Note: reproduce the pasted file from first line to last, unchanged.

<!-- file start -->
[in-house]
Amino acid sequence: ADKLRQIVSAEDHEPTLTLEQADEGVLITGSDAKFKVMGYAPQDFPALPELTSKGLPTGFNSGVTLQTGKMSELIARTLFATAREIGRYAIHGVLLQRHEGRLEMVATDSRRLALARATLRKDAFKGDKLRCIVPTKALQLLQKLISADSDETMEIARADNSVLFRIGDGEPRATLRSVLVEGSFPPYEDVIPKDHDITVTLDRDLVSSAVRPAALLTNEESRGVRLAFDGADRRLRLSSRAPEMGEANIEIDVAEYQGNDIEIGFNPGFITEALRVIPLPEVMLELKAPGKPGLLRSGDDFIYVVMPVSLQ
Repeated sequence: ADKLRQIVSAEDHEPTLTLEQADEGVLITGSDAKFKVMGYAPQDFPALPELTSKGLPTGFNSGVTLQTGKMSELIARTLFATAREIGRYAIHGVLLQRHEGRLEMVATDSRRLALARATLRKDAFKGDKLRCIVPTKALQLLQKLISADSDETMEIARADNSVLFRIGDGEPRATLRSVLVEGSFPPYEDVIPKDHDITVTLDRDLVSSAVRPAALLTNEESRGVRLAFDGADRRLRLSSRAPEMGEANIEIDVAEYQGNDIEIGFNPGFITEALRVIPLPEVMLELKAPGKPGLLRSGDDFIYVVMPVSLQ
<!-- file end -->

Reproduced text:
[in-house]
Amino acid sequence: ADKLRQIVSAEDHEPTLTLEQADEGVLITGSDAKFKVMGYAPQDFPALPELTSKGLPTGFNSGVTLQTGKMSELIARTLFATAREIGRYAIHGVLLQRHEGRLEMVATDSRRLALARATLRKDAFKGDKLRCIVPTKALQLLQKLISADSDETMEIARADNSVLFRIGDGEPRATLRSVLVEGSFPPYEDVIPKDHDITVTLDRDLVSSAVRPAALLTNEESRGVRLAFDGADRRLRLSSRAPEMGEANIEIDVAEYQGNDIEIGFNPGFITEALRVIPLPEVMLELKAPGKPGLLRSGDDFIYVVMPVSLQ
Repeated sequence: ADKLRQIVSAEDHEPTLTLEQADEGVLITGSDAKFKVMGYAPQDFPALPELTSKGLPTGFNSGVTLQTGKMSELIARTLFATAREIGRYAIHGVLLQRHEGRLEMVATDSRRLALARATLRKDAFKGDKLRCIVPTKALQLLQKLISADSDETMEIARADNSVLFRIGDGEPRATLRSVLVEGSFPPYEDVIPKDHDITVTLDRDLVSSAVRPAALLTNEESRGVRLAFDGADRRLRLSSRAPEMGEANIEIDVAEYQGNDIEIGFNPGFITEALRVIPLPEVMLELKAPGKPGLLRSGDDFIYVVMPVSLQ